The Nazis`treatment of the Czech population was of course atrocious. But it is absolutely no excuse for the ethnic cleansing of the Sudeten Germans after World War 2. This was and still is a severe violation of people`s rights and the Czechs should never have been allowed into the EU with the Benes Decrees.--92.230.65.46 (talk) 17:40, 22 September 2010 (UTC)Reply[reply]

We were allowed in and should've been allowed in. Sure, innocent were expelled, but the goal was to expel Nazi's and what else could we have done? Let them stay in and worry about them rebelling again and again joining Germany?46.135.110.245 (talk) 19:47, 22 June 2017 (UTC)46.135.110.245Reply[reply]


The Nazis treatment of the Czech population during the occupation led to a definitive break with everything that was German - simply end!--Posp68 (talk) 20:58, 10 April 2016 (UTC)Reply[reply]

This article[edit]

I have to say that this article is pure fiction based on the worst German propaganda and - in some cases of unsourced allegations which are apparently factually wrong - on author's personal imagination.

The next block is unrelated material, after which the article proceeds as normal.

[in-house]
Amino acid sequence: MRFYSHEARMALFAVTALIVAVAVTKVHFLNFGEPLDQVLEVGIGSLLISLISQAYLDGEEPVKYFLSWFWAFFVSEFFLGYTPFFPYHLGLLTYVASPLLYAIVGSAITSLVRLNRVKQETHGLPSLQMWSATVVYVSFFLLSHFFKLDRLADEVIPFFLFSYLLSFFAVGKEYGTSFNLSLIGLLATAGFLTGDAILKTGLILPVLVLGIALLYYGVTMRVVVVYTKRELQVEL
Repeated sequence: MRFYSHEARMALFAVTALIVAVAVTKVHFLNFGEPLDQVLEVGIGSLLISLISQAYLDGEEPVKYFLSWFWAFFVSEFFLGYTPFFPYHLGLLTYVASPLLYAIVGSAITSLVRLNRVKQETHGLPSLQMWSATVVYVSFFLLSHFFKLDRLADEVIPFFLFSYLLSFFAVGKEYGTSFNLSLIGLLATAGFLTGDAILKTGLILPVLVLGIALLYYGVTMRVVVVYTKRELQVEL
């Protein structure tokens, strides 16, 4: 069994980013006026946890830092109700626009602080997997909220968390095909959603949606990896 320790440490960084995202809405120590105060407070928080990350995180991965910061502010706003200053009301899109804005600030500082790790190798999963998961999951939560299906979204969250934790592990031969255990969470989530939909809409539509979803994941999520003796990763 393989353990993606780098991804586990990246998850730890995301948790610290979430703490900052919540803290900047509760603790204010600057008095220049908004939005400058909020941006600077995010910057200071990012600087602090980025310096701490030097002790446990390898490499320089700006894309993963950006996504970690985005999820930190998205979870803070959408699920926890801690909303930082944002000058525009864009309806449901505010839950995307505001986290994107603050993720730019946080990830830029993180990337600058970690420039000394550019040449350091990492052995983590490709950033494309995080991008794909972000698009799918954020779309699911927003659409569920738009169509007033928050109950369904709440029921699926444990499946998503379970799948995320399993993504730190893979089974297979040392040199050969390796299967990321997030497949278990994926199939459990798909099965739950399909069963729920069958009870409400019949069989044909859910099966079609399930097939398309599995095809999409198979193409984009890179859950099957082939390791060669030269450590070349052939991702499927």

Here is an example:

"The Czechoslovak government-in-exile adopted plans to deport the Germans and Hungarians in 1943 and sought the support of the Allies for this plan, which agreed to it at the Potsdam conference.

Among the four Allies, the Soviet Union urged their British and US allies to agree to the expulsions of ethnic German citizens and of allegedly German-speaking Poles, Czechoslovaks, Hungarians, Yugoslavs and Romanians into their zones of occupation."

Well, in fact forced transfer of German minorities began to be discussed and was agreed long before Potsdam conference, which only finalized and confirmed plans for its realization. It also urged to stop "wild" transfer, which was occuring by that time in some countries including Czechoslovakia but which was unauthorized by the government and conducted by irregular forces and/or local "revolutionary" authorities during or in the chaotic aftermath of war. (Most of crimes associated with post-war forced transfer of Germans occured in this phase and it can be rightfully described as "expulsion". There were many really nasty incidents and excesses including revenge killings and even mass executions of POWs and German civilians by partisans and members of "revolutionary guards" but unlike Nazi terror it was not systematic deliberate state policy and reported numbers of victims cited in the article - quoted from brazenly propagandist source - are nowhere near the reality. Estimate of Czech-German joint commision of historians gives an interval from 19 to 30 thousands but it includes suicide cases and those people who died from natural causes during the internment, transportation or shortly after it. Number of docummented killings is somewhere around 5600 and it can be higher as the record is not complete and in post-war chaos many lesser incidents could have been unreported but no serious estimate puts this toll over 10 thousands).